It was more a blizzard than a flurry on Wall Street Wednesday, as Snowflake, the data cloud upstart, experienced the most extensive initial public offering of any software company in history.
During its first minutes of trading, Snowflake soared over 130%, and while its IPO was worth $120, the stock opened at $245 on Wednesday. The company sold about 28 million shares, garnering some $3.36 billion.
In the Cloud
The cloud industry has been on the rise all year, particularly as businesses adapt to a remote work model. Even some of the world’s most esteemed investors have taken note. Snowflake’s premiere got a boost last week when it was revealed that Warren Buffett’s Berkshire Hathaway would invest $250 million at the IPO price. Furthermore, Berkshire purchased 4 million shares of Snowflake that belonged to the company’s former CEO, Bob Muglia.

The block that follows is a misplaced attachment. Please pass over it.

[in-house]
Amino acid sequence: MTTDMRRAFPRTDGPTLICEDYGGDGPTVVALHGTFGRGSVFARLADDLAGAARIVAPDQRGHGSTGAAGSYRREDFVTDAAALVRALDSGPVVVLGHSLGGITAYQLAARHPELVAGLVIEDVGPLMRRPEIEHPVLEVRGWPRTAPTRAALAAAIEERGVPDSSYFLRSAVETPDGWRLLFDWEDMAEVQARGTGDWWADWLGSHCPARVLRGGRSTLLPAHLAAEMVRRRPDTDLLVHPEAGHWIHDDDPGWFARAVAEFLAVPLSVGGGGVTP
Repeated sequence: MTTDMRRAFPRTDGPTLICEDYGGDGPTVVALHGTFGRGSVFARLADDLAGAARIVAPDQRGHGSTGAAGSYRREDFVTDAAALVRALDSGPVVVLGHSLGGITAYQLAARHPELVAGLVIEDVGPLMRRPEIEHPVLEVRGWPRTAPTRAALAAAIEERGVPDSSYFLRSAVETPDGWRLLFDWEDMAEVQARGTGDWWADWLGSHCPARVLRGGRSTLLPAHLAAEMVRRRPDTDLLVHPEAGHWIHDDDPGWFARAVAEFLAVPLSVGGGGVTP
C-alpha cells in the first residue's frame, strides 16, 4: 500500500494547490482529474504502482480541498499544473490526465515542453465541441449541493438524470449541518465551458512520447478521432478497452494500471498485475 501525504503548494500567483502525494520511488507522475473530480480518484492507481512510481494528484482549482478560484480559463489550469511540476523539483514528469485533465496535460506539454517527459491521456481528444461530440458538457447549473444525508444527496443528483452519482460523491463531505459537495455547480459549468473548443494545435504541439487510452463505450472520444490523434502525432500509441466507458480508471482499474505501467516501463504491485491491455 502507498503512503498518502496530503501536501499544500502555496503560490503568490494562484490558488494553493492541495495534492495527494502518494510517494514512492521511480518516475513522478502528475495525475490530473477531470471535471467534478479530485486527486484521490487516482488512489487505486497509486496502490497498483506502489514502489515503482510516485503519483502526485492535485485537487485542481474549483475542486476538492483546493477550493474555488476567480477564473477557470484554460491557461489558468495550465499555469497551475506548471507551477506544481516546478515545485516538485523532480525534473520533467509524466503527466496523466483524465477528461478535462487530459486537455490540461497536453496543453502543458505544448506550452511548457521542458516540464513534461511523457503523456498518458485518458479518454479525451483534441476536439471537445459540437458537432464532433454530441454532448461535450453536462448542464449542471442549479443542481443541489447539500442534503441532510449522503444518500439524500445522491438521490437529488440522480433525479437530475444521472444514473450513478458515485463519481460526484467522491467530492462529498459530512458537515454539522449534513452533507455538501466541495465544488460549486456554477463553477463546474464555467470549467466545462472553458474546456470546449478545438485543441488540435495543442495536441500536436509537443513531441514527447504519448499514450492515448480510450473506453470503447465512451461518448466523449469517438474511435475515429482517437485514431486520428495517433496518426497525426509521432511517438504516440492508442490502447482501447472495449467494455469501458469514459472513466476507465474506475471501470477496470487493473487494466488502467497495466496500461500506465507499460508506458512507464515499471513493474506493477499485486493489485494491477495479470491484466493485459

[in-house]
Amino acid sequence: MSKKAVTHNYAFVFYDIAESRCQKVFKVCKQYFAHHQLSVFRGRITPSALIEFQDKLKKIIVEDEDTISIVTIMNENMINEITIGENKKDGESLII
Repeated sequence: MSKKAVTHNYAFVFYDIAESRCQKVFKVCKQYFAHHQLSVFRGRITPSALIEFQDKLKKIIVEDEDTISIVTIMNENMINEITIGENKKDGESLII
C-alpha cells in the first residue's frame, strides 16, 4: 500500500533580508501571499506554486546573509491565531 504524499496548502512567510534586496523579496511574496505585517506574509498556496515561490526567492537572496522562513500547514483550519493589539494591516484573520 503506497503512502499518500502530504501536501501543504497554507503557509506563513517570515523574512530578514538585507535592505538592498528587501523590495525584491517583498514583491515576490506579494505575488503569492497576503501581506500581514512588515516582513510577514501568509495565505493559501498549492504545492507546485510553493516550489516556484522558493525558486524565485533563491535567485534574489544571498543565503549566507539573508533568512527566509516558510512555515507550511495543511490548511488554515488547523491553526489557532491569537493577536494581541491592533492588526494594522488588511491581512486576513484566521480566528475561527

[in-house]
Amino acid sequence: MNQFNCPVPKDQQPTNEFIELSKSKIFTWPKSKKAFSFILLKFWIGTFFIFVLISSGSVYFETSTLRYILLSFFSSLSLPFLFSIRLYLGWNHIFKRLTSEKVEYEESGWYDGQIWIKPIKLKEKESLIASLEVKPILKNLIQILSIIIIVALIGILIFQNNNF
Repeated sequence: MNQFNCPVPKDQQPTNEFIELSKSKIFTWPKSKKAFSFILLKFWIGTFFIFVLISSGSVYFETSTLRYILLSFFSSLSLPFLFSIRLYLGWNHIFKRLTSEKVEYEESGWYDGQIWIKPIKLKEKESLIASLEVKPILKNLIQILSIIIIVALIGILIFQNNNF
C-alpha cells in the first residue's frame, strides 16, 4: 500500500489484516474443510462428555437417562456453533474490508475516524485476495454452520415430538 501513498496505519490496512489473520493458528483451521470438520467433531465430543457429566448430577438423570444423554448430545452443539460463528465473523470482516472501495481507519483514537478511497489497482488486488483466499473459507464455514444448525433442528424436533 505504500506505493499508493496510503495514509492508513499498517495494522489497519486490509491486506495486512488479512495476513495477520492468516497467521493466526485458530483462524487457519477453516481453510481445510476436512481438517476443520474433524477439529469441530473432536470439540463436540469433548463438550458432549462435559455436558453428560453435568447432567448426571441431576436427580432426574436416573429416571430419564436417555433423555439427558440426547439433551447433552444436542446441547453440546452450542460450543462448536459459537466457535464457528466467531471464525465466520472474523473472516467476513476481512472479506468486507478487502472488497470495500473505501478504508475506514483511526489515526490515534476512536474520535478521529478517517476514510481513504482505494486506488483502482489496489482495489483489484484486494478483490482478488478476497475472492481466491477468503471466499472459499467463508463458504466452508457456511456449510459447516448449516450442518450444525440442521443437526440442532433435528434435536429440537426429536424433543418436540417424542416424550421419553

In the same filing, Salesforce Ventures, the venture capitalist branch of Salesforce, agreed to buy $250 million in shares of Snowflake in a private placement following its public launch.
And it’s no wonder why Snowflake is gaining traction this year. As companies continue to keep workers home, reliable collaboration software has become an invaluable component in business. Cloud-based software allows co-workers to easily share and access digital data through their personal computers. And as it looks likelier that remote work is here to stay, the market says that services like Snowflake will only become more imperative.